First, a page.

Kiewit consistently ranks as one of the country's top contractors in the delivery of water and wastewater projects, according to Engineering News-Record (ENR). The 2015 ENR Sourcebook rankings list Kiewit as the No. 1 contractor for dams & reservoirs and water supply categories, as well as No. 2 for water treatment desalination lines, No. 3 for water transmission lines and No. 4 for sanitary and storm sewers. Kiewit’s water/wastewater portfolio includes major roller-compacted concrete, earth-fill and rock-fill dams; reservoirs; water tunnels; and canals across North America, as well as transmission pipelines, aqueducts and water/wastewater treatment facilities. Over the past 10 years, Kiewit provided procurement, construction and/or start-up services for 400 water/wastewater projects totaling more than $6.5 billion in contract revenue.
As the primary water source for the Contra Costa Water District, the Los Vaqueros Dam measures 1,000 feet across and 192 feet high. During construction, project personnel suggested a value engineering concept that considered the creation of rip rap from on-site oversized rock from the excavation. This resulted in more than 50,000 cubic yards of rip rap generated on-site.
The Val Vista Transmission Main Rehabilitation and Replacement project, delivered in seven GMP’s, was the largest project of its kind in the United States., The project was developed to trenchlessly rehabilitate a critical piece of infrastructure that transports 220 MG of drinking water to as much as 60 percent of the population in Phoenix, Arizona. The project involved the rehabilitation of 30,000 feet of 96-inch to 72-inch prestressed concrete cylinder pipe by means of a split-can, steel slip lining.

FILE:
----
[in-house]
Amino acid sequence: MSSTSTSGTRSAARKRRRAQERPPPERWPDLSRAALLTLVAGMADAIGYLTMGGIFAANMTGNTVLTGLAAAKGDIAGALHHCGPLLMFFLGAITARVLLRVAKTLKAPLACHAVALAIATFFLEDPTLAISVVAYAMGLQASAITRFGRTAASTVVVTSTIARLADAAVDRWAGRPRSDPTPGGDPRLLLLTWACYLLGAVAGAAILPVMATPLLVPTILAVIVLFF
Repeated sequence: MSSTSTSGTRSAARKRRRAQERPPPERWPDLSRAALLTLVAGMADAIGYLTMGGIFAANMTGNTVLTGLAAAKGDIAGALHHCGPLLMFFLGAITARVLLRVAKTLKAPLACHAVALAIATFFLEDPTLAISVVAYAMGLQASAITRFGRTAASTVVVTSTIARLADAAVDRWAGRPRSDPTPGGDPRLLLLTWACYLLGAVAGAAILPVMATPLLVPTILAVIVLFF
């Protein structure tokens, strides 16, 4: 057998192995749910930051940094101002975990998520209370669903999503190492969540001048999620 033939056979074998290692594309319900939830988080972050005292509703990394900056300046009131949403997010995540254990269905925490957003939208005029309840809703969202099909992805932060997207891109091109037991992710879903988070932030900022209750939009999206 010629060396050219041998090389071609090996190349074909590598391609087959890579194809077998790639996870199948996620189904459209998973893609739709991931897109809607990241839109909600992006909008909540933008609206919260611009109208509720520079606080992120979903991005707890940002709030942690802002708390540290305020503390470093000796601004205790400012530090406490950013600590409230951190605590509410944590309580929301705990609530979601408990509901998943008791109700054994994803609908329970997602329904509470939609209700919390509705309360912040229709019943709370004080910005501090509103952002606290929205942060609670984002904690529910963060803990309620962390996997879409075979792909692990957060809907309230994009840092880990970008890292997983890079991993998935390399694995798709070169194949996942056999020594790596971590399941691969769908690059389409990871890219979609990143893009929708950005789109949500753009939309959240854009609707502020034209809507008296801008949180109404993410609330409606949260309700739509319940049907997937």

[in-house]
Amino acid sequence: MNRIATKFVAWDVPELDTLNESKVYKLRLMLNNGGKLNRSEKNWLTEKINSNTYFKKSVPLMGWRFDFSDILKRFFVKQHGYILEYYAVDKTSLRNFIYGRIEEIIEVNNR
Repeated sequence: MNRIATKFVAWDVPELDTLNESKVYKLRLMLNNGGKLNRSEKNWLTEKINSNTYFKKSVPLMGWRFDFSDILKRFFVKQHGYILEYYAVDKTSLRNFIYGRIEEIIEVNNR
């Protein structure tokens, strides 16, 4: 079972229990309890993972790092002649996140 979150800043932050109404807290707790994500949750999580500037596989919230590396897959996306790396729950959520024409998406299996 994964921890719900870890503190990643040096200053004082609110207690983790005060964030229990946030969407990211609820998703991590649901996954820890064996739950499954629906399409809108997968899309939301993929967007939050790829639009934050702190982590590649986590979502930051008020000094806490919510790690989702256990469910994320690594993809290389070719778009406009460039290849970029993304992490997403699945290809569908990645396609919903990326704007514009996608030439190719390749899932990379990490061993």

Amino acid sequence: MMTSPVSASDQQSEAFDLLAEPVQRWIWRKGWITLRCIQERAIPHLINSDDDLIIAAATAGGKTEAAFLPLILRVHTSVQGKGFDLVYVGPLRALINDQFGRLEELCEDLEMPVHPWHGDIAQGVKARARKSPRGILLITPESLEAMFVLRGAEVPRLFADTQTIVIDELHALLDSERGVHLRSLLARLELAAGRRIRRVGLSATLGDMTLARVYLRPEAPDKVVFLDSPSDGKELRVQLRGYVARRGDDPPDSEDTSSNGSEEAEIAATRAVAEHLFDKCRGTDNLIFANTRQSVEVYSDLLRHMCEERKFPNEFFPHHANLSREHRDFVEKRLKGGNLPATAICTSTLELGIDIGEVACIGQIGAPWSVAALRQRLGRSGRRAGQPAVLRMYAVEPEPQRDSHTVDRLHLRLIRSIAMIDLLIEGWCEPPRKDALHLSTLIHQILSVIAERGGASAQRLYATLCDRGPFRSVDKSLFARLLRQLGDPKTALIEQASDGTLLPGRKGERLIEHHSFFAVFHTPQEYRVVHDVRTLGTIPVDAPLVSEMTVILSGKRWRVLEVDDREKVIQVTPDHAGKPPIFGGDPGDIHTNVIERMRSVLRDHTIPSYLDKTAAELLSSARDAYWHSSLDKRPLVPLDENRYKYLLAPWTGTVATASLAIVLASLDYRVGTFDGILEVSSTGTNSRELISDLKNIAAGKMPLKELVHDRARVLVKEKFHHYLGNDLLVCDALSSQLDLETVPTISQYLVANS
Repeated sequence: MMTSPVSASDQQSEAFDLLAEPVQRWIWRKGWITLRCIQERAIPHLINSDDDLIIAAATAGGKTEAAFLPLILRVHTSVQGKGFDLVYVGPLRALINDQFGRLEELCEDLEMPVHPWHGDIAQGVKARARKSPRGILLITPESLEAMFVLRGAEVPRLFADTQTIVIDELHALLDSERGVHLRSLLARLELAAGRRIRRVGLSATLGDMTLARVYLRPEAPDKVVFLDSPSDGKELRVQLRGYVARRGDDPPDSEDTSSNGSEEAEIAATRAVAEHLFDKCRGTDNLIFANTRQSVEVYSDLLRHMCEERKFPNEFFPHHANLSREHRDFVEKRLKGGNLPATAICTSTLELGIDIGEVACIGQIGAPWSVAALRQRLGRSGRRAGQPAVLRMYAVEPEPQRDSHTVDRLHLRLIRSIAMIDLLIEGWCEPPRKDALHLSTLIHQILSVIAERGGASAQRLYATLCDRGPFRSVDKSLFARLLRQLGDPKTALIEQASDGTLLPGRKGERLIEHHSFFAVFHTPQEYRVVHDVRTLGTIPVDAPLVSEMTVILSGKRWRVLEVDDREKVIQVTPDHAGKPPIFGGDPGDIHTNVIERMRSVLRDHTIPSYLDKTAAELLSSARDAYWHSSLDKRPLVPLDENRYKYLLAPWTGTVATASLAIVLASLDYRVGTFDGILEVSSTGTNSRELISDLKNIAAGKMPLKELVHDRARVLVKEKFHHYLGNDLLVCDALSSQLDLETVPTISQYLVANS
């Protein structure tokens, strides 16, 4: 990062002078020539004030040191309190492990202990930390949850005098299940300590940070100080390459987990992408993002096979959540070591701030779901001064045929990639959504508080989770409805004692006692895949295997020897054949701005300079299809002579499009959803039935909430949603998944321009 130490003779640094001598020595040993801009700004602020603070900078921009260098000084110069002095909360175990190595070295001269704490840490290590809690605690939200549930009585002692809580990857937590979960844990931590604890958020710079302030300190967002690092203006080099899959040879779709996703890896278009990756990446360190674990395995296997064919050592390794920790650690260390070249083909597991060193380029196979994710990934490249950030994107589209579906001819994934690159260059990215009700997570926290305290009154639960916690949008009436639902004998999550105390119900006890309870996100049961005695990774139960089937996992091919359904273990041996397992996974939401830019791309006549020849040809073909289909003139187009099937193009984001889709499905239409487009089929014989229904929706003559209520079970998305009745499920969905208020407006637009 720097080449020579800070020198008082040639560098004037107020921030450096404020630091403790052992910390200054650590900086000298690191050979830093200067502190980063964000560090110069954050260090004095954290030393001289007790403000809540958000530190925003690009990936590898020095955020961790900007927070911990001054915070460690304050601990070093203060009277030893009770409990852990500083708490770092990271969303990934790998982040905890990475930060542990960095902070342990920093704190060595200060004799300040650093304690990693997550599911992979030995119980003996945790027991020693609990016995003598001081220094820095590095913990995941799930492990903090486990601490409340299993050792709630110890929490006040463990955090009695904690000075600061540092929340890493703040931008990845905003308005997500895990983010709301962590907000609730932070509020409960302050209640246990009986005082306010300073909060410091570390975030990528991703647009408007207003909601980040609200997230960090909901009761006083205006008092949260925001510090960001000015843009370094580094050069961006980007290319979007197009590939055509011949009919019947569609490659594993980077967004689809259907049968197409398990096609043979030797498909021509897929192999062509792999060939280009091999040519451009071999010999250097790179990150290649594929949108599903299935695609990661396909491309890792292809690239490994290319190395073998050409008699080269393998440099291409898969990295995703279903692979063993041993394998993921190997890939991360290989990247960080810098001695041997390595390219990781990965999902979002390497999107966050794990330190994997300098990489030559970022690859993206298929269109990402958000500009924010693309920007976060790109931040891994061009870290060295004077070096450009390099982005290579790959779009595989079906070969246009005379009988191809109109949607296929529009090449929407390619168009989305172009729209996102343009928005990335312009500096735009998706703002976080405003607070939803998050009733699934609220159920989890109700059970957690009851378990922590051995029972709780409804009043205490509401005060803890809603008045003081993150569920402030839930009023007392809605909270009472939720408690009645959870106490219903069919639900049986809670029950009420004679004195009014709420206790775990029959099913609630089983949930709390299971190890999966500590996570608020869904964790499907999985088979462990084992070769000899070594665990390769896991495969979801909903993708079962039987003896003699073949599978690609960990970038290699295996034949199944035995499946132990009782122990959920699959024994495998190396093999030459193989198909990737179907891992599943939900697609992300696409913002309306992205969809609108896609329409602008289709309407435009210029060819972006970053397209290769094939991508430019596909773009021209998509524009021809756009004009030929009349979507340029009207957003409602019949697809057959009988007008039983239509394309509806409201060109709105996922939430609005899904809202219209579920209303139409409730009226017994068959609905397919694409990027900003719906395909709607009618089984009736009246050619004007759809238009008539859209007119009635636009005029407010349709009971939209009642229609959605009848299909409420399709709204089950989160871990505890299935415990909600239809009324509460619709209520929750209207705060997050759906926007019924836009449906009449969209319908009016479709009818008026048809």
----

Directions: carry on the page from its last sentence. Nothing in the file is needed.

This $61 million project involved the design and construction of a water transmission system. The success of the shutdown, tie-in, and restart was due to the project team's well planned coordination and communication with the local agencies and community.
Kiewit Pacific Co. was awarded an $18 million contract to rehabilitate 12 rectangular primary sedimentation tanks. Crews will replace grit slurry piping and grit overflow piping in grit handling areas as well as constructing related structural, mechanical and electrical work.
The $11 million project involved installing 7,000 linear feet of pipeline, a two-million-gallon concrete reservoir, a booster pump station, consisting of five vertical turbine pumps, water treatment facilities, a new arsenic treatment system and a well development. To increase the station's water distribution pressure, crews constructed each zone with three 100-horsepower and two 75-horsepower vertical turbine pumps with variable frequency drives, which extend down 37 feet into a header, supplied with water from the bottom of the reservoir.
Kiewit Pacific Co. constructed the world's largest prestressed concrete tanks. The $86 million Hollywood Hills Quality Improvement Project consisted of two 30-million-gallon underground water storage tanks and a 1-mi.-long tunnel bypass system to provide safe drinking water for nearly 500,000 customers in the Hollywood area.
Part of restoring the Everglades to an ecologically balanced condition by reducing levels of phosphorous in the water created from farmland storm water run-off, the $2.3 million project included installing a new intake and pump station in Palm Beach County, Fla. Due to the remote location in the Everglades, Gilbert Southern Corp. maintained an on-site office throughout construction.